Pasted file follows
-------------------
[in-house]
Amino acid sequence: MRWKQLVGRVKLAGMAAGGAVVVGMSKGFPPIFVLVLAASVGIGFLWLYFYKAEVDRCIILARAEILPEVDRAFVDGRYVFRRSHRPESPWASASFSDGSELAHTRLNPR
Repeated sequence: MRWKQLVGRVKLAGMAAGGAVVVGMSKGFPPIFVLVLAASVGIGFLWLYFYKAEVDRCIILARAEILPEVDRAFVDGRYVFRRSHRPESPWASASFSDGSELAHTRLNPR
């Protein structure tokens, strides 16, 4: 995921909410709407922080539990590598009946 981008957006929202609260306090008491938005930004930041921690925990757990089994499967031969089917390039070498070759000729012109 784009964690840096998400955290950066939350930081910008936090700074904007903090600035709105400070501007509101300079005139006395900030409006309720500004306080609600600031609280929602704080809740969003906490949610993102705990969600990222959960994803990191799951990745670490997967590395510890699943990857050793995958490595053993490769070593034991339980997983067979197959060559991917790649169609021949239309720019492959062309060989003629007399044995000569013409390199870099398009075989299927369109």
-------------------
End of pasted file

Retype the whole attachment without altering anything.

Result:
[in-house]
Amino acid sequence: MRWKQLVGRVKLAGMAAGGAVVVGMSKGFPPIFVLVLAASVGIGFLWLYFYKAEVDRCIILARAEILPEVDRAFVDGRYVFRRSHRPESPWASASFSDGSELAHTRLNPR
Repeated sequence: MRWKQLVGRVKLAGMAAGGAVVVGMSKGFPPIFVLVLAASVGIGFLWLYFYKAEVDRCIILARAEILPEVDRAFVDGRYVFRRSHRPESPWASASFSDGSELAHTRLNPR
């Protein structure tokens, strides 16, 4: 995921909410709407922080539990590598009946 981008957006929202609260306090008491938005930004930041921690925990757990089994499967031969089917390039070498070759000729012109 784009964690840096998400955290950066939350930081910008936090700074904007903090600035709105400070501007509101300079005139006395900030409006309720500004306080609600600031609280929602704080809740969003906490949610993102705990969600990222959960994803990191799951990745670490997967590395510890699943990857050793995958490595053993490769070593034991339980997983067979197959060559991917790649169609021949239309720019492959062309060989003629007399044995000569013409390199870099398009075989299927369109």